15-year-old Erik Sanderson witnesses two SMG-toting men attacking neighbor Ernie Braden (himself a corrupt police sergeant and Erik's former baseball coach), grabs his .22 lever-action and runs to help. Though he's too late to prevent Braden from being shot dead, the boy drives off the killers, mortally wounding one of them with a headshot.
Chavez's unit (barely about platoon strength), taking down the great majority of a company and half of drug-lord mercenaries, in what is aptly named the Battle of Ninja Hill.
John Clark making the Director of Operations at CIA damn near piss himself in fear of the guy.
The Director of Operations himself easily outmaneuvering Admiral Cutter in his own office to get an authorized Presidential order entitling him to carry out the operation and thus covering his ass.
Clark avenges some fallen soldiers in the most hardcore way possible.
Ryan brings in a Gunship Rescue for the last team with an Air Force MH-53 Pave Low, with three Gatling Good miniguns, one of which Jack mans. Cue asskicking as the assembled mercenaries are slaughtered.
Jack gets one that overlaps with Heartwarming Moment when he swears to the dying Sergeant Zimmer he will make sure his kids get into college. Throughout the whole book, US government officials have been regarding people like Zimmer as faceless, expendable cats-paws to do their dirty work, make them look good, and in the worst cases, die and take their secrets to the grave so they don't get in trouble, and none of the people in and out of uniform doing the work of stopping narcoterrorism get any gratitude or acknowledgement from a government that even sinks to the point of cutting their own troops off and leaving them to die to tie up loose ends and cover their own asses, a fate Zimmer almost shares. Jack, of his own initiative, decides to make sure his death wasn't in vain and swears he will ensure the wealth and livelihood of a family whose father died in the line of duty, proving to the dying man he didn't die for nothing and that at least one of the people responsible for his fate is willing to repay his loyalty.
The President manages one at the very end. For pretty much the entire novel, the guy has been ducking the responsibility that comes with his position by delegating the more morally oblique aspects of the operation to Admiral Cutter and the CIA. When confronted by Ryan with hard truths of the what happened, that the President started the operation more or less to boost his chances of reelection and American soldiers died for his political legacy, he adamantly states he didn't know about how bad things had gotten. However, when the election finally does occur, the President deliberately loses it to preserve the honor of those who died. Even Jack himself thinks this a pretty awesome thing to do. It's implied Congressmen Trent and Fellows had something to do with it, but the guy was still the President of the United States and a President can't really be forced into throwing an election unless he wants to.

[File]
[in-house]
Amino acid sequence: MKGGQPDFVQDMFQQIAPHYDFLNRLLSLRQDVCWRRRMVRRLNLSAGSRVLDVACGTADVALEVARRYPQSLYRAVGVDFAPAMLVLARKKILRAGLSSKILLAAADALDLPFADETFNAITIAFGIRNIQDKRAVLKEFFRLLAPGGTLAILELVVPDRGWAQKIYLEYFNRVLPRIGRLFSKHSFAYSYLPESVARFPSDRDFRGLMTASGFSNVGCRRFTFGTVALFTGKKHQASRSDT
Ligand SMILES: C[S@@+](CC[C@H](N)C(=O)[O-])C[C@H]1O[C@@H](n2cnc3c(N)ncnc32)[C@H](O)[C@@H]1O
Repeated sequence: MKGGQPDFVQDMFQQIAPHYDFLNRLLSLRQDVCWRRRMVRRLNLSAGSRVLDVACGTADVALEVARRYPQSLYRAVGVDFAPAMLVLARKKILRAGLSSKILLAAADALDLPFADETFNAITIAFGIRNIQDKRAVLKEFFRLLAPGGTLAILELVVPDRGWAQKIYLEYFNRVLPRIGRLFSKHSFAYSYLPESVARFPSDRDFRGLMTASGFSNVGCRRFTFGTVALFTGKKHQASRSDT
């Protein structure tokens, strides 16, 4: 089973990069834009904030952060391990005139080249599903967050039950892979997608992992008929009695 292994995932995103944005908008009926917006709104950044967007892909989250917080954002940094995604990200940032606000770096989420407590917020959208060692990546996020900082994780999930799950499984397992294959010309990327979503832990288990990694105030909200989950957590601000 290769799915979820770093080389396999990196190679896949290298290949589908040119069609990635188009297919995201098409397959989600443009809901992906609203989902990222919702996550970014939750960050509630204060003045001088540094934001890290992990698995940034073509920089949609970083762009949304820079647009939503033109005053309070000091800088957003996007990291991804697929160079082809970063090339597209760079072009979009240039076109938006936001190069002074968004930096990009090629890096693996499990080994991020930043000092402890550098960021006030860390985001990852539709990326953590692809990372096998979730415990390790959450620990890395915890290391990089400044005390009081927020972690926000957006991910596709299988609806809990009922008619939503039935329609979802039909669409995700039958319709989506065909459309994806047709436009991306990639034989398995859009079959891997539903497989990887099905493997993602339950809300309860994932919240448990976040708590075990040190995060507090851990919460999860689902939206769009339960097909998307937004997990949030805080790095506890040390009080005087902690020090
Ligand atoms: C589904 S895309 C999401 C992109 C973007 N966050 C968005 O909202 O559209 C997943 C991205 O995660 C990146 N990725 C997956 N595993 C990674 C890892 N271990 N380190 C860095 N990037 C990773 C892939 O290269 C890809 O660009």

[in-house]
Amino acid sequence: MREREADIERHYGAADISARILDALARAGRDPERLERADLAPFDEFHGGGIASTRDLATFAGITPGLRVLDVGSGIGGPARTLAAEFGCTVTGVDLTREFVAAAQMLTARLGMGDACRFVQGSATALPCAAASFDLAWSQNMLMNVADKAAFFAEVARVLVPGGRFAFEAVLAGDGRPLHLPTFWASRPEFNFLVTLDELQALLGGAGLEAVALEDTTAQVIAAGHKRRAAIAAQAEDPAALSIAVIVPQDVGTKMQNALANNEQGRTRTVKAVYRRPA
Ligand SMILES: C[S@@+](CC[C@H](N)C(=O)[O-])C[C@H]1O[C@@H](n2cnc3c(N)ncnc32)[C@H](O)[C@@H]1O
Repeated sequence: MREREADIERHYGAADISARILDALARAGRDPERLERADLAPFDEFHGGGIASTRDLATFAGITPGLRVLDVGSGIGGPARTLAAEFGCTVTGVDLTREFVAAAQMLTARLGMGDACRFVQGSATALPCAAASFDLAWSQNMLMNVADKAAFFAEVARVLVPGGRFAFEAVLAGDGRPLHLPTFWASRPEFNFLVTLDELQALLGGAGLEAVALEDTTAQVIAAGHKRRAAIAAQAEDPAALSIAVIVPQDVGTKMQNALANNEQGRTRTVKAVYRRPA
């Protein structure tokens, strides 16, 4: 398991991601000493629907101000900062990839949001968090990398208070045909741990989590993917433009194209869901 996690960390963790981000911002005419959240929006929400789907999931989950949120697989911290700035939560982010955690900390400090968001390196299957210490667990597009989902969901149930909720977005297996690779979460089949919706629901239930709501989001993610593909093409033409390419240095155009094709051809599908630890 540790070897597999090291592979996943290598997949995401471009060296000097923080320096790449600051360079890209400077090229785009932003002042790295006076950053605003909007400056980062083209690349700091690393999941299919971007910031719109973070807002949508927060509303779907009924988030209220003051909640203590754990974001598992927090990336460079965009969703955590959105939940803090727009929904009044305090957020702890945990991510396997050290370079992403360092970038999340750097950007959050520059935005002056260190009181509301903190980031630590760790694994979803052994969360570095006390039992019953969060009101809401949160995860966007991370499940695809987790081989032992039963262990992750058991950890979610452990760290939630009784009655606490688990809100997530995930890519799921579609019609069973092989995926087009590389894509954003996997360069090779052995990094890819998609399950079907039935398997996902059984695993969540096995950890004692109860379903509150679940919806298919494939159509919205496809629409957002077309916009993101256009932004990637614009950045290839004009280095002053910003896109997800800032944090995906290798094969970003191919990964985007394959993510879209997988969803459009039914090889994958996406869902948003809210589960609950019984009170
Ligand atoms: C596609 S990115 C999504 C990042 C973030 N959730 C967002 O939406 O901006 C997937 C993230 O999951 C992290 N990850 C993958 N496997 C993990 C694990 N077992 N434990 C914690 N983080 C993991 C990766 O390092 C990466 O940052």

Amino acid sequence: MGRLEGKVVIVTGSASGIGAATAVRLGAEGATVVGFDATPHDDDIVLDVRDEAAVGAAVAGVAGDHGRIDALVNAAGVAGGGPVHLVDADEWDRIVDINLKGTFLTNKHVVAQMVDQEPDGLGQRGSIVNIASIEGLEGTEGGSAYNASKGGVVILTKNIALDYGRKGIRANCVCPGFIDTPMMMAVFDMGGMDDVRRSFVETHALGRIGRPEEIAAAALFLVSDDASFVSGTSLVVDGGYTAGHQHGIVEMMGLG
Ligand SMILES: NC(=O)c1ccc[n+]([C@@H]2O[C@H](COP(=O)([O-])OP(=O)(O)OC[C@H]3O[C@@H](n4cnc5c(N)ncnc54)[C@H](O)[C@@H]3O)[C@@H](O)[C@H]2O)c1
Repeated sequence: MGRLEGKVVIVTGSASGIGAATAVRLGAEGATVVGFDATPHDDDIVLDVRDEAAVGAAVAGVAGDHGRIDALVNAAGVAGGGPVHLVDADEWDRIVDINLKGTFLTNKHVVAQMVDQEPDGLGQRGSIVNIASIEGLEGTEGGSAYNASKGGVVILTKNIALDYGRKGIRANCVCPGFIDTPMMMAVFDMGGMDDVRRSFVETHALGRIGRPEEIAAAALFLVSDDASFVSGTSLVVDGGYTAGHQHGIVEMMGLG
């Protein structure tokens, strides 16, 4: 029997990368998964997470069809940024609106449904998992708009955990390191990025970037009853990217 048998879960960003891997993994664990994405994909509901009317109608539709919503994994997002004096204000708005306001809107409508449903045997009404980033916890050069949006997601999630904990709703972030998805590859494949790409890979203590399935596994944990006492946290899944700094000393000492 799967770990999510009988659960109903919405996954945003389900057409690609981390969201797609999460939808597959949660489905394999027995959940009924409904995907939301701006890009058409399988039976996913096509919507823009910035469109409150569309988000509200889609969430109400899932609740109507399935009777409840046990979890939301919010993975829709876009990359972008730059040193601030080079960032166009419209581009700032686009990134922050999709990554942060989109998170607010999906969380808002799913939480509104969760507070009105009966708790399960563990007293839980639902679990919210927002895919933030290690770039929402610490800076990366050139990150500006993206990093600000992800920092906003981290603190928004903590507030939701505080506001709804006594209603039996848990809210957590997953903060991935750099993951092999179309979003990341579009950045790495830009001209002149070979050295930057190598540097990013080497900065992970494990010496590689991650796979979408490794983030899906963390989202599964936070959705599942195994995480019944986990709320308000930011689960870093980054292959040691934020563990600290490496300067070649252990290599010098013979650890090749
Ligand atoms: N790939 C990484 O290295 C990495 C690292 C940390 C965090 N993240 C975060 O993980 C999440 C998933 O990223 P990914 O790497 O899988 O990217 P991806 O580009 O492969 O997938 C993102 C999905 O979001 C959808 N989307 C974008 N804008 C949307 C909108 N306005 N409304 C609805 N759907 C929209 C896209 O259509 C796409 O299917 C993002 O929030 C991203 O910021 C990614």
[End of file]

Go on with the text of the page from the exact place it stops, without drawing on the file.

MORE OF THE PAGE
The SUV ambush staged by Cortez to make the Cartel and his own boss vulnerable to U.S. anger. A nail-biting action scene and the best-remembered bit of the movie.
While a slaughter against the Americans, the FBI and DEA agents were able to one-shot a dozen of the ambushers with pistols from inside their speeding vehicles.
Ryan going to Escobedo himself to reveal Cortez's betrayal to him in person, effectively turning an enemy into an ally for the sake of eliminating a far greater threat.
Cold Sniper Chavez is made of this, being the only man from his unit to avoid capture once shit hits the fan and proving a critical player in stopping Cortez's takeover of the cartel.
At the end of the movie, Ryan gives the President a brief but powerful "Reason You Suck" Speech in the Oval Office. The President responds first by trying to browbeat Ryan ("Don't bark at me like some junkyard dog!"), then threatening to ruin the late Adm. Greer's reputation as part of a promised cover-up. Finally, he tries to get Ryan to agree to keep quiet, in return for a future favor from the White House. The President refers to this as the "Potomac Two-Step", and Ryan just glares at him and says, "Sorry, Mr. President. I don't dance."
The credits roll just as Ryan is being sworn in to testify before Congress. He's determined to do the right thing even if it means defying powerful figures and all the fallout that implies. It also suggests The President will soon face the worst Executive Branch scandal since Watergate.
A Meta one. The mansion that was blown up in the bombing scene was real and was actually destroyed. The house was owned by a couple that got divorced, and they both had bad memories of the place. Production purchased the house, prepped it to blow and a new home was built on the property after the rubble was cleared.